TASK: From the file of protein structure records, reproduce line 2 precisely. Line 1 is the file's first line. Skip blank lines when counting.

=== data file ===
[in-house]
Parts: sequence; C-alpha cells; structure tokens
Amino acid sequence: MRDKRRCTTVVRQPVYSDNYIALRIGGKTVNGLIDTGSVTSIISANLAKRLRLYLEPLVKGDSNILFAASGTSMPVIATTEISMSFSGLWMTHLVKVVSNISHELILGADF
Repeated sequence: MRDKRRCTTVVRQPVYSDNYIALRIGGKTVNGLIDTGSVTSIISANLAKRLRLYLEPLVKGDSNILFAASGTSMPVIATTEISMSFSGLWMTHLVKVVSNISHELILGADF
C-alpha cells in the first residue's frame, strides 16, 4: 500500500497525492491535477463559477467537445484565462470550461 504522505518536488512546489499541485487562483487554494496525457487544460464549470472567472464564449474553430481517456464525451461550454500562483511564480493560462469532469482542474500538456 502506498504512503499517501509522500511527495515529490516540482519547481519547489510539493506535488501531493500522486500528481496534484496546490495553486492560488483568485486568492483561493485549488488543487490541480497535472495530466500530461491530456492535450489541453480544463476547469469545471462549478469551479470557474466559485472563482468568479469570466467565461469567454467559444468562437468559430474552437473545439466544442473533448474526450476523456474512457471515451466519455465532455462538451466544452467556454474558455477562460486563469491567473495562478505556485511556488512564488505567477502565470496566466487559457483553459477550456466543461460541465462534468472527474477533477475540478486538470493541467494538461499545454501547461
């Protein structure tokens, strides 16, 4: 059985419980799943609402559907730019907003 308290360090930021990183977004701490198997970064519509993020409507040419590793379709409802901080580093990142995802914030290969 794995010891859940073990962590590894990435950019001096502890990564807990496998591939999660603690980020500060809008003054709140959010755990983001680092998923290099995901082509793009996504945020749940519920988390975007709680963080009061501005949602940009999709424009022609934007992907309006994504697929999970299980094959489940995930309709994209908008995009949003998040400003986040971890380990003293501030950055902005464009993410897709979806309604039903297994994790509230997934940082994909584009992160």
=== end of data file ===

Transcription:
Parts: sequence; C-alpha cells; structure tokens